My name is Mathew and I am allergic to all tree nuts and peanuts. Recently I was hosting an event that I was planning on presenting at, but my time to speak was preceded by a trip to the emergency room.
I have never had an anaphylactic reaction but I do know my allergy to nuts is severe enough that ingesting small amounts of the allergen may trigger a life-threatening reaction. The event I hosted included a variety of food options that at first glance contained no nuts of any sort. On the tables there were vegetarian and non-vegetarian pizzas as well as meat and cheese trays.
Leading up to the presentation, I was somewhat nervous and wasvery focused on what I was going to say. I was somewhat hungry but I avoided food, not because of the risk of allergens, because I was very focused on my presentation. One of the people working with me handed me a slice of vegetarian pizza. I would normally ask a server, manager or owner about nuts but instead I quickly ate it and continued to work on the points I wanted to hit in my presentation. This may have been the first time I have ever forgot to ask about nuts because I was so focused on something else. Pizza, especially in a restaurant compared to a fast food chain, is a dish that one must always be careful with because of the potential for there to be nuts in pesto.
Within a minute of finishing the pizza I felt tingling in the sides of my mouth, throat and lips. The feeling was very similar to what one would feel when they are getting their mouth frozen at the dentist. The cause quickly dawned on me. There must have been pesto on the pizza. I quickly told one of my fellow organizers that I was sure I was having a reaction and would likely have to leave for the hospital. I then found theowner to ask about nuts. The owner confirmed that therewere nuts in the pesto that was on the pizza I ate but a very minute amount. Although the reaction was not progressing very fast, I quickly had one of my co-workers drive me to the hospital emergency room because this is an experience that I have never had and did not want to take any chances.
On my way I called my family to tell them where I was going and they said they would meet me there. Once I arrived at the hospital, I told the emergency staff of the situation and they assessed my status. I did not need immediate assistance but it was important that if I did, I was in a place that would be able to handle the reaction quickly. I had my auto-injector with me and I was ready to use it, but luckily it was not needed. The reaction did not progress any further than the minor swelling which eventually subsided after being given an antihistamine. I was grateful of my co-worker for getting me there quickly, as well as my family for coming to make sure that I was okay.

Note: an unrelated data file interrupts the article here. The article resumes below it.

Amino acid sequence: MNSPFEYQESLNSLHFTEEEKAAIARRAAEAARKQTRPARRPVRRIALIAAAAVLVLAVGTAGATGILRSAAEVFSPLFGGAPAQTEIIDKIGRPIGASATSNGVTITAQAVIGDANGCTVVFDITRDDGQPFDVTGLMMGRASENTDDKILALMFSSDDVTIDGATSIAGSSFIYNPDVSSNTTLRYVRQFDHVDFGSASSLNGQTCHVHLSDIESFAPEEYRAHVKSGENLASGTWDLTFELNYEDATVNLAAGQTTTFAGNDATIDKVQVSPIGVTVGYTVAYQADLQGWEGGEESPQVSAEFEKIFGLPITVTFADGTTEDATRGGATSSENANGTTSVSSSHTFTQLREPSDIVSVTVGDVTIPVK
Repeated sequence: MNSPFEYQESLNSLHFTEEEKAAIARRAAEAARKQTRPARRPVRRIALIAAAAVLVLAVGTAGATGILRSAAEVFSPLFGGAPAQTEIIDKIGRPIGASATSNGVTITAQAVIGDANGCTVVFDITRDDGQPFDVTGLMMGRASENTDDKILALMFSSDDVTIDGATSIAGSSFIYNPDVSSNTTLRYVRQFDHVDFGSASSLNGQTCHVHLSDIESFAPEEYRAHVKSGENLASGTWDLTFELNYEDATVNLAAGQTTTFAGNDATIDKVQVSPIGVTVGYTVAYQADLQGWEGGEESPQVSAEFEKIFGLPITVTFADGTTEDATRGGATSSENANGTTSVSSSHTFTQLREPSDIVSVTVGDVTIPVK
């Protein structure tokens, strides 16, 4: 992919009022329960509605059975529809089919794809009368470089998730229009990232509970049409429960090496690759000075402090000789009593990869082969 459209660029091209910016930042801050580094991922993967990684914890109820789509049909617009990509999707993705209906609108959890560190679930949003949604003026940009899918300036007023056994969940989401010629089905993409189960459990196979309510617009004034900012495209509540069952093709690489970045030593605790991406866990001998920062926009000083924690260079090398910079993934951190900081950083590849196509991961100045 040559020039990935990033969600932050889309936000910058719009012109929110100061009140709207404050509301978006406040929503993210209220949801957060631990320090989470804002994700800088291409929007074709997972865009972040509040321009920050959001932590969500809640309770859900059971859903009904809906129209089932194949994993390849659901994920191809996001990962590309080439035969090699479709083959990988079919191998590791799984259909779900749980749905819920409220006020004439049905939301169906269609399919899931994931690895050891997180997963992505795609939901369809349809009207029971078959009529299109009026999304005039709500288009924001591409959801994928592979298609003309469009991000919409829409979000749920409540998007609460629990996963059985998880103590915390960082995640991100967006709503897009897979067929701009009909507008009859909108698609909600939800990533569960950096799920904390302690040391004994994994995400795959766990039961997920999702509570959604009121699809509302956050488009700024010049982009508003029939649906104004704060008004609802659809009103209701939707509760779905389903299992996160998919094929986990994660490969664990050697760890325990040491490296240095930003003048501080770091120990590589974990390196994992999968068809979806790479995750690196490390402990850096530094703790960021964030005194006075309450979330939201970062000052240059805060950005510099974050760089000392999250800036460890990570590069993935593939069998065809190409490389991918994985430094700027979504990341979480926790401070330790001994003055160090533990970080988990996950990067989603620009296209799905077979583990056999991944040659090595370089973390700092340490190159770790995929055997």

I learned a valuable lesson that day: it is critical to always ask the staff about the food you are eating at their restaurant. This is a priority above all else.
Originally posted on Adults with Allergies Blog:
Summer is a great time to try out new kinds of makeup and fun color combinations. But a lot of people aren’t aware of all the different ingredients that go into makeup. This is especially important for people with allergies. An allergy to a makeup product might manifest as redness, itchiness, hives or blisters; so it’s important to know what’s in your makeup.
One of the most surprising ingredients in makeup I’ve come across is fish. It’s usually listed as “pearlescence” in the ingredients list (probably because no one wants to put fish on their face). It’s found mostly in lipstick and is used to make it shiny, like the scales on a fish. You can find more details about it at the following links:
If you’re allergic to fish and want to be safe, there are companies like Smashbox that don’t use any animal byproducts in…
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Anaphylaxis Canada is happy to announce their newest blog for allergic adults located at http://www.adultswithallergies.com.
The blog covers situations that allergic adults can appreciate such as food allergies and relationships, allergies in the workplace, alcohol ingredient labelling, international travel, and lifestyle articles such as food allergies and pop culture.
The Adults with Allergies blog is funded by a grant from TD Securities. Anaphylaxis Canada is appreciative of their support of our youth program and the opportunity to create resources for teens and young adults.
The blog, hosted on WordPress, allows users to follow/subscribe to the blog. If you are an allergic adult and interested in joining the writing team, please get in touch with Anaphylaxis Canada at http://www.adultswithallergies.com/contact.
Read more about the new blog at http://www.anaphylaxis.ca/en/media/hot_topics.html?news_id=72